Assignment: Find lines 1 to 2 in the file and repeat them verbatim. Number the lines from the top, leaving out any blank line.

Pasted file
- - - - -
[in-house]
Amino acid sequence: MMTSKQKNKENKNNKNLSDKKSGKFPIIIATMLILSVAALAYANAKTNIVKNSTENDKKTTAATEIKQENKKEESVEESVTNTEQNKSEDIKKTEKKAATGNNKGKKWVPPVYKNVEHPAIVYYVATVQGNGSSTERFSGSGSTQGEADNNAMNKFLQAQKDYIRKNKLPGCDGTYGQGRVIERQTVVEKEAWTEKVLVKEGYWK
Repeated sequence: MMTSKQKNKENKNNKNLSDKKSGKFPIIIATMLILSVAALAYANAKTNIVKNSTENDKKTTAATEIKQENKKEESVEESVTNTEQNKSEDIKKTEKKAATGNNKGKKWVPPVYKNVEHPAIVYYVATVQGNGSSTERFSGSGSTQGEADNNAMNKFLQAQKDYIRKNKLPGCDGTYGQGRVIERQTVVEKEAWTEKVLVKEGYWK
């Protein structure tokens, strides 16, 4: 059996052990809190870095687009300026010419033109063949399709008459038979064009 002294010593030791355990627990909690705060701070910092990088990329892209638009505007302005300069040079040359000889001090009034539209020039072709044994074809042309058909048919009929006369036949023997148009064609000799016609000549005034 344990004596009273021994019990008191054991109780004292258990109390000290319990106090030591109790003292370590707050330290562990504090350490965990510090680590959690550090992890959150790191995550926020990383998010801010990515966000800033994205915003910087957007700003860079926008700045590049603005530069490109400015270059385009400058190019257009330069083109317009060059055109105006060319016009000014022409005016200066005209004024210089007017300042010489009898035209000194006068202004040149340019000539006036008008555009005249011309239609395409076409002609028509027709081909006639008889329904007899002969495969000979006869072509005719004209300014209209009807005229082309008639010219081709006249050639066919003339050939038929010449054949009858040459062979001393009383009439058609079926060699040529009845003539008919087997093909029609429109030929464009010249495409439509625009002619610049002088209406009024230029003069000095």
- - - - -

[in-house]
Amino acid sequence: MMTSKQKNKENKNNKNLSDKKSGKFPIIIATMLILSVAALAYANAKTNIVKNSTENDKKTTAATEIKQENKKEESVEESVTNTEQNKSEDIKKTEKKAATGNNKGKKWVPPVYKNVEHPAIVYYVATVQGNGSSTERFSGSGSTQGEADNNAMNKFLQAQKDYIRKNKLPGCDGTYGQGRVIERQTVVEKEAWTEKVLVKEGYWK